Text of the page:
With the ongoing transport strike intensifying and spreading across the country, a number of transport workers yesterday said they called the shutdown with full backing of some top leaders of their association.
The strike began on Sunday initially in 10 southern districts under Khulna division, protesting a verdict that gave life sentence to a bus driver over the deaths of filmmaker Tareque Masud, media personality Ashfaque Munier Mishuk and three others in an accident in 2011. A court in Manikganj, where the accident happened, gave the verdict on February 22.
Then on Monday, a Dhaka court sentenced a truck driver to death over the death of a woman in a 2003 accident in Savar.
In protest, transport workers extended their strike to other parts of the country without any formal announcement. It was rather organised through telephone conversations among transport sector leaders.
Talking to The Daily Star yesterday, about a dozen transport workers of different categories said senior leaders of Bangladesh Road Transport Workers Federation asked them not to operate their buses and trucks across the country.
Federation leaders denied this, saying the strike was spontaneous.
Shipping Minister Shajahan Khan, also executive president of the Federation, even denied there was any strike.
Talking to a private TV, he said, "There is no strike. The workers have voluntarily abstained from work. They did not call any strike."
Commuters in the capital yesterday woke up to see only a small number of inter-city buses plying the streets.
Those who planned to travel outside Dhaka were among the worst sufferers as almost no long-haul buses left the city's bus terminals -- Gabtoli, Sayedabad and Mohakhali. People of other districts also suffered, as hardly any buses left for Dhaka or elsewhere, according to commuters and transport workers.
Thousands then thronged railway stations or launch terminals to reach their destinations within and outside the districts. The Kamalapur station in the capital was packed with travellers.
At a rally at the capital's Gabtoli, transport workers vowed to continue their protest until their demand for getting "justice" is met. They alleged that the trials in the lower courts were held under wrong provisions of the law, which carry higher punishments.
They called upon Shajahan Khan to discuss the matter with the prime minister.
The workers are now protesting the sentences against their two fellows, Osman Ali, general secretary of Bangladesh Road Transport Workers' Federation, told The Daily Star.
As a result of the sudden abstention from work, businesses are counting huge losses as perishable goods like fruits, vegetables and fish are rotting at various land and river ports as well as wholesale markets across the country, our correspondents say.
Trucker Arshad Ali was carrying vegetables to Chittagong from Bogra yesterday. He said the item would perish if he got stuck on the way for long hours.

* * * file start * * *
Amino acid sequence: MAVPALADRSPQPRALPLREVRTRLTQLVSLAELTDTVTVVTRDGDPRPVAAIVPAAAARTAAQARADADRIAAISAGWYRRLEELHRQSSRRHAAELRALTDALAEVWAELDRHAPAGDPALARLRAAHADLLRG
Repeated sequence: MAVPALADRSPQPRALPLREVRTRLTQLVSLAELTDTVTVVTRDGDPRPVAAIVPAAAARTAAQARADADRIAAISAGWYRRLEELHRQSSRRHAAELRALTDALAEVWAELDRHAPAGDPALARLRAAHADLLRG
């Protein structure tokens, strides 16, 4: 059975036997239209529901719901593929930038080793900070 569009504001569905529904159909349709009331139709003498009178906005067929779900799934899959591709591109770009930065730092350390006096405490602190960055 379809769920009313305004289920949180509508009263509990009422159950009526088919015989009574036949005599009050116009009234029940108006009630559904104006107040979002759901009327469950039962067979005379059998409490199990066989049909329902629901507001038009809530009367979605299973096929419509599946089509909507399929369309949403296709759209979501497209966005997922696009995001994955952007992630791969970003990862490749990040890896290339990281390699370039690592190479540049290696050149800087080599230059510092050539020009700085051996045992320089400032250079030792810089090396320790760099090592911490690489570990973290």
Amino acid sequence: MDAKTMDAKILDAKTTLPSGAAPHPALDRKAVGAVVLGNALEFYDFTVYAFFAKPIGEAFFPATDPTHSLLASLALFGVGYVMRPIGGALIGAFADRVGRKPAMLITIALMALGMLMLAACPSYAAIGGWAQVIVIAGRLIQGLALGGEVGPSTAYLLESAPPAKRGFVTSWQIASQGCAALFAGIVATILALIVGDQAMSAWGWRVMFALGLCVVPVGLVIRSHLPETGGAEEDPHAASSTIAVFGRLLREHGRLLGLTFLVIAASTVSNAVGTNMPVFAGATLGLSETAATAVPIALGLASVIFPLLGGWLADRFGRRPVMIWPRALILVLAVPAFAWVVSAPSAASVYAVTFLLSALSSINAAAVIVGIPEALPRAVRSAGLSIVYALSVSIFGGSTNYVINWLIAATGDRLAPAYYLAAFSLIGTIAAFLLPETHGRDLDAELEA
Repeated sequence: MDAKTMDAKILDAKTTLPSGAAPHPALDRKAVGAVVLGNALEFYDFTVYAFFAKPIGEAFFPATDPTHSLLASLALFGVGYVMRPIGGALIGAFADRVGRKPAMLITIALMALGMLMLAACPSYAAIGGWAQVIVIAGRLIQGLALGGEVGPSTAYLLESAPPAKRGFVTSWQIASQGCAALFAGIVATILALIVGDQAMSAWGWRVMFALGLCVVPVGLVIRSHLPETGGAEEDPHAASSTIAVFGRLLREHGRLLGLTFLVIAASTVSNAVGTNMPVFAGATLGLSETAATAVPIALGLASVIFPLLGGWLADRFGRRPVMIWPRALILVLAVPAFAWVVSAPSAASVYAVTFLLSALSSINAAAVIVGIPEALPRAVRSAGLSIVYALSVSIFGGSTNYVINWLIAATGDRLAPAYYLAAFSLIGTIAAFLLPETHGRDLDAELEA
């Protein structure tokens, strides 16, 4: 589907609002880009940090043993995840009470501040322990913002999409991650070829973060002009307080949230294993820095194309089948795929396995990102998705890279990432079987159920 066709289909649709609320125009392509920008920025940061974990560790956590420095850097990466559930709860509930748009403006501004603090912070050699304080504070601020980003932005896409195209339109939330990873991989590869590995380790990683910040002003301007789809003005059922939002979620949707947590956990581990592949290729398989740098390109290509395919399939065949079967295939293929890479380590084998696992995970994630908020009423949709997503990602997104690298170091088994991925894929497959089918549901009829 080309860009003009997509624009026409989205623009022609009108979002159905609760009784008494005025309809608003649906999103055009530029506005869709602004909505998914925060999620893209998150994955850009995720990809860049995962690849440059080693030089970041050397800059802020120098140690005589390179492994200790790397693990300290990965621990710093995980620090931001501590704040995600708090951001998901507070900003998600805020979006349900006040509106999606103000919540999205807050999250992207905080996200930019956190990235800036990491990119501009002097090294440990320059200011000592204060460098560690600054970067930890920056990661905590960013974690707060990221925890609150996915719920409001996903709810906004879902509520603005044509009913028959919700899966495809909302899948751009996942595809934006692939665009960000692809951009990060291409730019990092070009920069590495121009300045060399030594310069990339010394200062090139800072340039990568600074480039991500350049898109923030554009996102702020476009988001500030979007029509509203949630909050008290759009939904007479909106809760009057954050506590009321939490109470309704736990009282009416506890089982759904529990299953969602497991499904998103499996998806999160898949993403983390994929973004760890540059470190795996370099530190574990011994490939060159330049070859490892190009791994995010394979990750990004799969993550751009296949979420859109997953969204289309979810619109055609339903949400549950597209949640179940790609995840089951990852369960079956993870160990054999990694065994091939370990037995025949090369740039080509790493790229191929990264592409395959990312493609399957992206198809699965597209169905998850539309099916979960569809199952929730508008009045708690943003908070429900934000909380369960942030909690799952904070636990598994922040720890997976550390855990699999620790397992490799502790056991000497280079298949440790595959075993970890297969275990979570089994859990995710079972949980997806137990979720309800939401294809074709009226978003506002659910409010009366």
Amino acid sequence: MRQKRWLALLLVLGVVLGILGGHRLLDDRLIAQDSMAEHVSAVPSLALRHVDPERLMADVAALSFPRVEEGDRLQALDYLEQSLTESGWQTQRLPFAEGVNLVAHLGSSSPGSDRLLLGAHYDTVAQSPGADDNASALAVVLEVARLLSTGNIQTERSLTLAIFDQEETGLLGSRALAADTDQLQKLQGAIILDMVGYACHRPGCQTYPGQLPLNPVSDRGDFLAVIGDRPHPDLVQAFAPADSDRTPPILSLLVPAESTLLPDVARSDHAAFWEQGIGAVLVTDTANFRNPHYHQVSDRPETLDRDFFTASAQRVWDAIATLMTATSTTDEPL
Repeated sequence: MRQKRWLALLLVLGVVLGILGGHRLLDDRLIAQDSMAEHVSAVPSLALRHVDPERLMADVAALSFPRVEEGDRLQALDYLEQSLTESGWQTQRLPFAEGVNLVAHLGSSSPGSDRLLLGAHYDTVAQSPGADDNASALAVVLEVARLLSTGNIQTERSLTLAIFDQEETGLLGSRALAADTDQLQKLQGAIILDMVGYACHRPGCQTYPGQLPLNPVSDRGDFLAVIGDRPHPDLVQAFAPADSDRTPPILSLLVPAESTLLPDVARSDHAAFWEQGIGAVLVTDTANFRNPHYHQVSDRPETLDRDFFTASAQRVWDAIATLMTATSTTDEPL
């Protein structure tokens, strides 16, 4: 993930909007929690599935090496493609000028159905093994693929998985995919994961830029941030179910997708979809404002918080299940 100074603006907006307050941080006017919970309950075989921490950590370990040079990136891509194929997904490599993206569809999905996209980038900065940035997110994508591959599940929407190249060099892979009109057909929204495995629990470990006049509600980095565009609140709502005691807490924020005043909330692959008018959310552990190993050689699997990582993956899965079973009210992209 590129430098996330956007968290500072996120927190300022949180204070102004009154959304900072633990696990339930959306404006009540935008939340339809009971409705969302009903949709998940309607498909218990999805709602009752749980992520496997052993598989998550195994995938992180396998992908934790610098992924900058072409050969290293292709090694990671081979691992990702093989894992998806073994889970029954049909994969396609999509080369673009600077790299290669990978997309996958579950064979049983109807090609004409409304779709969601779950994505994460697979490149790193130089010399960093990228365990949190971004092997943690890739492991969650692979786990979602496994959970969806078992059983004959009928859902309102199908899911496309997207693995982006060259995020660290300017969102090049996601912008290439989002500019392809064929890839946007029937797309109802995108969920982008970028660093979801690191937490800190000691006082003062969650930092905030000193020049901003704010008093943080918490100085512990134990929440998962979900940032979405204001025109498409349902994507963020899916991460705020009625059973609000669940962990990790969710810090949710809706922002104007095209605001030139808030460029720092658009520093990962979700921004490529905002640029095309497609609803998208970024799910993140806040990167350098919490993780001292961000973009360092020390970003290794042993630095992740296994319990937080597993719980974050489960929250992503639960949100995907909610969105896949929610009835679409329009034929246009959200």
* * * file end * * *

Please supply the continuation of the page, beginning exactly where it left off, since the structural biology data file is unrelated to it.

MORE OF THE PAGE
In Khulna, some 37 foreign visitors got stranded. They have been staying at different hotels and guesthouses.
Alisa Sokolova, an Australian development worker doing some research on the Sundarbans, went to Khulna on Sunday morning.
"I could not even visit the Sundarbans yet. Neither do I have any scope to return to Dhaka," said Alisa.
FINGERS POINTED AT TOP FEDERATION LEADERS
Transport workers said they had full backing of the Federation leaders and that their protest would continue until they got government assurance of “justice”.
"Our senior leaders have asked us not to operate transports. If I operate, I would face problems,” said a driver at Gabtoli bus terminal, adding that he too had support for the strike.
Earlier on Monday night, leaders of road transport owners and workers sat with Shajahan Khan and also State Minister for Rural Development and Co-operatives Mashiur Rahman Ranga to discuss the initial strike enforced in 10 southern districts. The meeting took place at Shajahan Khan's residence.
Mashiur is also president of Bangladesh Road Transport Owners Association.
"During the meeting, we came to know that a court in Dhaka gave death penalty to a driver. It sparked anger among workers' leaders who were firm about work abstention," said a road transport owner, who was present at the meeting.
"The top federation leaders gave us the go-ahead to continue our programme [strike]," he said, asking not to be named.
But Federation General Secretary Osman Ali said, "The Federation did not call the strike; workers did. The workers even stopped working spontaneously. Had the Federation called the strike, we would have done so through a press conference.”
Shajahan Khan did not pick up the call for comments.
WORK ABSTENTION "ILLOGICAL"
Road Transport and Bridges Minister Obaidul Quader termed the work abstention "illogical" and called on the workers to call off the strike immediately.
"People have no link with the court verdict. Why would the people suffer then? You [workers] should immediately withdraw the illogical work abstention," he told a programme in the capital.
PM's Special Envoy and Jatiya Party Chairman HM Ershad at another programme called on the government to take a tough stance against the strike.
As of last night however, transport workers were hell-bent on continuing their protest and there was no visible steps from the government to solve the crisis.
[Our correspondents from Chittagong, Munshiganj, Bogra, Comilla, Mymensingh, Rangpur, Chandpur, Rajshahi, Manikganj, Jhalakathi and Pirojpur contributed to this report.]